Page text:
New resource will help biomedical researchers navigate an expanding web of disciplines
The Editor-in-Chief of Elsevier’s Reference Module in Biomedical Sciences writes about what inspired the project
By Michael J. Caplan, MD, PhD Posted on 25 June 2014
Update: The Reference Module in BioMedical Sciences is now available.[divider]
Elsevier's Reference Modules on ScienceDirect combine thousands of related reference-work articles into a single source of information that is continuously updated by experts. They provide foundational content that has yet to be updated in print, giving researchers access to updated reference content as science progresses.
The current modules are Chemistry, Molecular Sciences and Chemical Engineering and Earth Systems and Environmental Sciences.
By the end of the year, the Reference Module in Biomedical Sciences will be available.
Here, the Editor-in-Chief of this new Reference Module, Dr. Michael J. Caplan, writes about what inspired it, and how it will help researchers in his field.
Dr. Caplan is the CNH Long Professor and Chair in the Department of Cellular & Molecular Physiology at the Yale University School of Medicine. His research focuses on epithelial biology and diseases of renal epithelia. His full bio is at the end of this story.
[divider]In biomedical science, we tend to be trained in very narrow disciplines, becoming experts in progressively specialized areas. However, the field is becoming increasingly interdisciplinary – an interwoven web of different disciplinary threads that connect a wide array of fields. This breadth requires that we have access to information in disciplines that are far outside our area of expertise.
To pursue a project or scientific question, you need to be able to follow it where it leads you, and that isn't always down the narrow path of the discipline you're most highly trained in. Therefore, it's necessary to have access to information outside our discipline — content that allows us to understand the relationship between different fields, connect concepts with those in our own area, and understand how they interact and how we can exploit them.
The problem is, you don't know what's there until you know what's there. Until you know a discipline, it's very hard to know what the type of information you might need. What's required is a structure that is sufficiently flexible, interwoven and comprehensive so that someone who has expertise in one area might be able to uncover a completely new area that would be interesting and relevant for them.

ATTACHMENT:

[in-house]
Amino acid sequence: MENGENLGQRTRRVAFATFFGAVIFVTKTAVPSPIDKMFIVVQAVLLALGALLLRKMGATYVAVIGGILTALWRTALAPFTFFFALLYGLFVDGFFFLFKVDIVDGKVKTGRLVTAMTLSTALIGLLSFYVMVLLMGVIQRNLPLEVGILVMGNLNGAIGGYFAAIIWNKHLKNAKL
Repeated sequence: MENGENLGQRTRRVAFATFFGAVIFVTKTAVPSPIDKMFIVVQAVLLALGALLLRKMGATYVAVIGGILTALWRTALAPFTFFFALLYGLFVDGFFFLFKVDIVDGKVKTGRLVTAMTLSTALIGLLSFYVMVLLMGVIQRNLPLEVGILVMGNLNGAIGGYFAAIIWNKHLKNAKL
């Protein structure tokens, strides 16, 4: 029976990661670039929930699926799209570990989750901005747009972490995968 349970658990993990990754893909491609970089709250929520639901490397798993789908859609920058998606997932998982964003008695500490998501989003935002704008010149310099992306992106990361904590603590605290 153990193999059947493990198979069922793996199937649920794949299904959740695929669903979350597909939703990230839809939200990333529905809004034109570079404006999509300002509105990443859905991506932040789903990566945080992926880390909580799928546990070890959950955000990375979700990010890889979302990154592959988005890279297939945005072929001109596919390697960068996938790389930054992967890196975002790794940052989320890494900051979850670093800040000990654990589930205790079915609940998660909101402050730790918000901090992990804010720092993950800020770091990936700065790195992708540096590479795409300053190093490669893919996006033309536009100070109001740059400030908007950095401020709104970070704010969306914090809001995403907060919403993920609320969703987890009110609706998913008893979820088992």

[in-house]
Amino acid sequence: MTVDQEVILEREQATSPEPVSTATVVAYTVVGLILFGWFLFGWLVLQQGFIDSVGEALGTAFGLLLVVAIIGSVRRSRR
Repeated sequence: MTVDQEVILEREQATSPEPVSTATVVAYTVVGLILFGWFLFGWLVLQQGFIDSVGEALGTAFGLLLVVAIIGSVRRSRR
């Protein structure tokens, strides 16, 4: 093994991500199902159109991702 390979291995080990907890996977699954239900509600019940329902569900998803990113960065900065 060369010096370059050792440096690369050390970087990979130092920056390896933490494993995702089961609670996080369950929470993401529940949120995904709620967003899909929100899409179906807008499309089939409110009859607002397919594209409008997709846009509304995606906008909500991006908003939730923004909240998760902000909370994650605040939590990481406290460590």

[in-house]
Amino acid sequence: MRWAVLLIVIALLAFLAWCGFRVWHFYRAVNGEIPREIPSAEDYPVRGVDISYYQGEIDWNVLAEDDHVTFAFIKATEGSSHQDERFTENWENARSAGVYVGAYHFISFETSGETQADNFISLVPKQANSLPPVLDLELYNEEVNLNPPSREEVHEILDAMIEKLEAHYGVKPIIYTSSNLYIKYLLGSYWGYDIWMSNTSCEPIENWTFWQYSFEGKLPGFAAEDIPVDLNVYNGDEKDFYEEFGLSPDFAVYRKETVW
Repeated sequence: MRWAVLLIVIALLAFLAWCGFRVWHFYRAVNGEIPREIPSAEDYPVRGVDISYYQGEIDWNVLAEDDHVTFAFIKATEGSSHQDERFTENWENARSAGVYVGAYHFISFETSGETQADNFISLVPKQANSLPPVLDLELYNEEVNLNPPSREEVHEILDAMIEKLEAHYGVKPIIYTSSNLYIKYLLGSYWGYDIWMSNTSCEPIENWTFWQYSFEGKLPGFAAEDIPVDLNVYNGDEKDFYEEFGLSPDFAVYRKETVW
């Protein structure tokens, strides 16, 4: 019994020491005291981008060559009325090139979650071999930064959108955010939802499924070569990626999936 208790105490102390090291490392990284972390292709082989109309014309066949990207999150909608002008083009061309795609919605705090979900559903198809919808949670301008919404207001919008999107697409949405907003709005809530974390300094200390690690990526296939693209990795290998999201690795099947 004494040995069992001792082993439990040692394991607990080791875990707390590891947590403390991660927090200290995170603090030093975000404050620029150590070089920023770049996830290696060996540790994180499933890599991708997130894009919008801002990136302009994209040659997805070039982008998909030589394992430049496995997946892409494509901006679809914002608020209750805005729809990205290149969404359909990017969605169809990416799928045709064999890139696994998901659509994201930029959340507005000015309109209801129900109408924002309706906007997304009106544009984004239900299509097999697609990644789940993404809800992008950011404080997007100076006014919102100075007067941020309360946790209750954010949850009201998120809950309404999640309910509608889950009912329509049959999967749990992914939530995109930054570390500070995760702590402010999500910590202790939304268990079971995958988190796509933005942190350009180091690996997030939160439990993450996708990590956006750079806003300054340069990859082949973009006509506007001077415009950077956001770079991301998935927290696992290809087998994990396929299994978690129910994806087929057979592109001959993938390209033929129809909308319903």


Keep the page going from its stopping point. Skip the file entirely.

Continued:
I view it as turning over stones and looking at what's underneath them. Unless you know which stone to turn over, you're not going to know that what's crawling underneath that stone is of interest to you.
In that way, the architecture of Reference Modules is a way of organizing information so that a researcher in one field can know which are the right stones to turn over — and understand how those stones are placed with respect to one another. There are large compendia of lots of different kinds of biomedical information, but if you are a cell biologist, you might not know what lives under the genetics rock. If you're a pathologist, you might not know what lives under the epidemiology rock.
That's where the traditional encyclopedia-like reference works fall short – and why I've become involved in developing this Reference Module.
There are three things that make this project exciting, and provide it with unique advantages.
One is the quality of the Editorial Board. They are leaders and experts in their field, and they have tremendous experience in pulling together the information that is really required to characterize and define a field.
As an extension of that, the information in this biomedicine module is going to be curated so that it's a living, breathing entity that's going to be continually reviewed and updated. The quality and accuracy of the information will be maintained by the superb curatorial team.